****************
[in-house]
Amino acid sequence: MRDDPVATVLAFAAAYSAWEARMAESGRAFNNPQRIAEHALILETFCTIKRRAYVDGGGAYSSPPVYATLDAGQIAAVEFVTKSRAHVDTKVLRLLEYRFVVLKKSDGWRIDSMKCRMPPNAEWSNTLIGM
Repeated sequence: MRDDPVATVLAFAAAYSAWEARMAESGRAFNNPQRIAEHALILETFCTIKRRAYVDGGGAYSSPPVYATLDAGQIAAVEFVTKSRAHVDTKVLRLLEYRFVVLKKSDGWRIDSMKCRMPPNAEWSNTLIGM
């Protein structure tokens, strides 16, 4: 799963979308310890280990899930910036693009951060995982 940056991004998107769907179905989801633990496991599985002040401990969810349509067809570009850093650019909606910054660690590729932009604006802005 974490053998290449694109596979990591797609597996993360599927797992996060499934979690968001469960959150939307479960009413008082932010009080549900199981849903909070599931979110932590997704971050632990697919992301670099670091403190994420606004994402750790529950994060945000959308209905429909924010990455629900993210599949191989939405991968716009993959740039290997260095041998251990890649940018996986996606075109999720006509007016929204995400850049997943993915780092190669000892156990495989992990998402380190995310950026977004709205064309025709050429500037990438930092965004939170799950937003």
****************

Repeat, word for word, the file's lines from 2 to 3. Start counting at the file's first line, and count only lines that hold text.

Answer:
Amino acid sequence: MRDDPVATVLAFAAAYSAWEARMAESGRAFNNPQRIAEHALILETFCTIKRRAYVDGGGAYSSPPVYATLDAGQIAAVEFVTKSRAHVDTKVLRLLEYRFVVLKKSDGWRIDSMKCRMPPNAEWSNTLIGM
Repeated sequence: MRDDPVATVLAFAAAYSAWEARMAESGRAFNNPQRIAEHALILETFCTIKRRAYVDGGGAYSSPPVYATLDAGQIAAVEFVTKSRAHVDTKVLRLLEYRFVVLKKSDGWRIDSMKCRMPPNAEWSNTLIGM